weak than the other.  While the bees on the frame above were
working to fill up their frame, the other hive had barely begun
and it was a mess.  The comb was bumpy and had tunnels in it,
not the norm, completely dysfunctional.

We visited a bee mentor who operates a beekeeper shop 
near the city and she recommended that we combine the
weaker hives in order to make one good hive, otherwise
our queen, being weak, endangers the entire hive and
they would not survive.  To do this is a little tricky.

In this example, the bees live in the two big boxes where they 
raise the new bees and make winter food storage.

On top of the two big boxes (deeps) we would stack
smaller boxes (shallows) where the excess honey is stored.
That is the part we get to harvest if the bees make enough this year.

We had to move the big box, where the weak hive is, on top
of these two big boxes.  We put a sheet of newspaper between
the bottom layers and the new deep on top.  You cut a couple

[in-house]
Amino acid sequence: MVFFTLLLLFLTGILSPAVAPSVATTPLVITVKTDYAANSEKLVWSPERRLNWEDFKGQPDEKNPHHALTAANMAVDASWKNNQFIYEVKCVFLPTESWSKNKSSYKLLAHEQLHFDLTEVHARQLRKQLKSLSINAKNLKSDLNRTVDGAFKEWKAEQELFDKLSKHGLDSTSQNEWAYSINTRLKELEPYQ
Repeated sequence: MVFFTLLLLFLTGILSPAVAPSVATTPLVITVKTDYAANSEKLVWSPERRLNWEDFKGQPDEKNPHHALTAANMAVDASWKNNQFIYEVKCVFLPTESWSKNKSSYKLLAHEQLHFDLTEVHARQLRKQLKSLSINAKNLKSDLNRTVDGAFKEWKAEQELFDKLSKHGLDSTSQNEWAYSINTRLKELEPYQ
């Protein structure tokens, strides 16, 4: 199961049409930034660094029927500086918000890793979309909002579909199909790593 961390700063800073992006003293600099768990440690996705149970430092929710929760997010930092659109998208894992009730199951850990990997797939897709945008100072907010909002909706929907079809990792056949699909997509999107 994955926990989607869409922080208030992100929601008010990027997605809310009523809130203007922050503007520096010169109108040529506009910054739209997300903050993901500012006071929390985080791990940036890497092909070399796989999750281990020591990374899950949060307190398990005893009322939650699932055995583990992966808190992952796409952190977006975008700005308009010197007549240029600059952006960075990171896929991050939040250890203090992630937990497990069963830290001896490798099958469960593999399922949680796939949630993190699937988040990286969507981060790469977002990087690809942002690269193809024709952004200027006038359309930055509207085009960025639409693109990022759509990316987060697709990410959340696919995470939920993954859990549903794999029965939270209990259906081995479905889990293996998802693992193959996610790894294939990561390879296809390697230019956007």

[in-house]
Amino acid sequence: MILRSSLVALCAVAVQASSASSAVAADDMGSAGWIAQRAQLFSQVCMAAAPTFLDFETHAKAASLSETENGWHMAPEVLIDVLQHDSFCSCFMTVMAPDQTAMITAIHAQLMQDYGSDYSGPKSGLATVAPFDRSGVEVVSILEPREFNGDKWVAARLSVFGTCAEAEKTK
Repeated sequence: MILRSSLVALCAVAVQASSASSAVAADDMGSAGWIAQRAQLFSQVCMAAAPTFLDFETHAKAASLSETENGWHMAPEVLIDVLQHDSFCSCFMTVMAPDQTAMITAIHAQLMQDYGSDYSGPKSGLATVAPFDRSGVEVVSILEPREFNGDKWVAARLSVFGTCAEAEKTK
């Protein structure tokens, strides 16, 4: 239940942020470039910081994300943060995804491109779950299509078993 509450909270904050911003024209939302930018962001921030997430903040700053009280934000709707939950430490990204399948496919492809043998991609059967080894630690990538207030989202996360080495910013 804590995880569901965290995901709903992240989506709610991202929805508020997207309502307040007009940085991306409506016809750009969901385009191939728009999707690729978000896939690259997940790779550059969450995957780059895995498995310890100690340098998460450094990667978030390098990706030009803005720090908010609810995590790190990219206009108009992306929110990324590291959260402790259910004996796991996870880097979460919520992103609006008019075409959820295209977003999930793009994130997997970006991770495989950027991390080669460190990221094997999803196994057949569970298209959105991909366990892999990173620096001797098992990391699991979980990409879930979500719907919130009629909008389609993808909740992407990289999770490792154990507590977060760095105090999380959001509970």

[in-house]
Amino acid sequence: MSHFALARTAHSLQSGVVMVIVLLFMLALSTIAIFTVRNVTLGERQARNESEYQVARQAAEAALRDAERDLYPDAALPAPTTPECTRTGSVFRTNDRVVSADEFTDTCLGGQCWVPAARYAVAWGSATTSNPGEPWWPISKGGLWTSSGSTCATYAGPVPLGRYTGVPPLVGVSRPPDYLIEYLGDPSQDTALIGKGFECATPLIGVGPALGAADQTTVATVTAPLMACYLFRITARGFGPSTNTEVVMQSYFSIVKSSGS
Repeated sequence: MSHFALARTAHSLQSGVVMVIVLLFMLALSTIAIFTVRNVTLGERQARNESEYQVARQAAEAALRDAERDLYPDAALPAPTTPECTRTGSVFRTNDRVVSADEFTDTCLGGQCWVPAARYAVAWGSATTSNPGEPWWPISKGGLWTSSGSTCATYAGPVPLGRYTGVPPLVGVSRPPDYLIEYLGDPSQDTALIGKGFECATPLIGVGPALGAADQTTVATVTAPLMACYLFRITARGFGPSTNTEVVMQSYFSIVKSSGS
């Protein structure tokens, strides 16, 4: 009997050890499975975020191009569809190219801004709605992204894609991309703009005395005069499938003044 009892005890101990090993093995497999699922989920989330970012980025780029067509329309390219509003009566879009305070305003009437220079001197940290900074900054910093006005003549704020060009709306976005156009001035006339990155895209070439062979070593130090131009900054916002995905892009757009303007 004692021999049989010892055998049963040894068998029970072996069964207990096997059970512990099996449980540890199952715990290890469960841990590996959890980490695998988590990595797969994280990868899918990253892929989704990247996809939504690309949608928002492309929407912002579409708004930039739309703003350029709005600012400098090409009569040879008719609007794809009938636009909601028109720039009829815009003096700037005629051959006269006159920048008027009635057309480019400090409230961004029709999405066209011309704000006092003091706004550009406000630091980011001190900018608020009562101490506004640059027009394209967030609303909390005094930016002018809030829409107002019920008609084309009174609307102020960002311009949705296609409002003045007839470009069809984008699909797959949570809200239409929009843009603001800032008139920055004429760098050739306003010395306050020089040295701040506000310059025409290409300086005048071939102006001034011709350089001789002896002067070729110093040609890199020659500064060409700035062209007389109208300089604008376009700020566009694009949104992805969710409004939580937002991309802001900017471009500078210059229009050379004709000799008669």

of slits in the paper and since the bees on top cannot get out,
they eat their way through the paper down to the deeps below
where the entrance/exit is.  It takes time to do this so they get 
used to the new bees and hopefully everyone gets along.

Here is the tricky part.
You can't have two Queens.  It would be a battle to the death
between them so we had to kill the weak queen.

We took out frames until we found her, and she is quite obvious,
really large.  Then we had to peel back the comb since she kept
hiding under the tunnels.  All the while, the bees see that we are 
after their queen, and they are not happy about it.

When we found her we had to pinch her to death.  
I apologized, " I am so sorry Your Majesty."
We used the bee hive tool and then ground her into the dirt so the
bees would not still have her smell.

Sadly, this is the queen that my husband saved when they first
absconded when setting up the hive.  It was necessary though.
We'll check back to see how they are doing and hopefully we 
will save this hive.  The other two, purchased as colonies (nucs)
are doing well and we had to add the shallows since they are
building up nicely.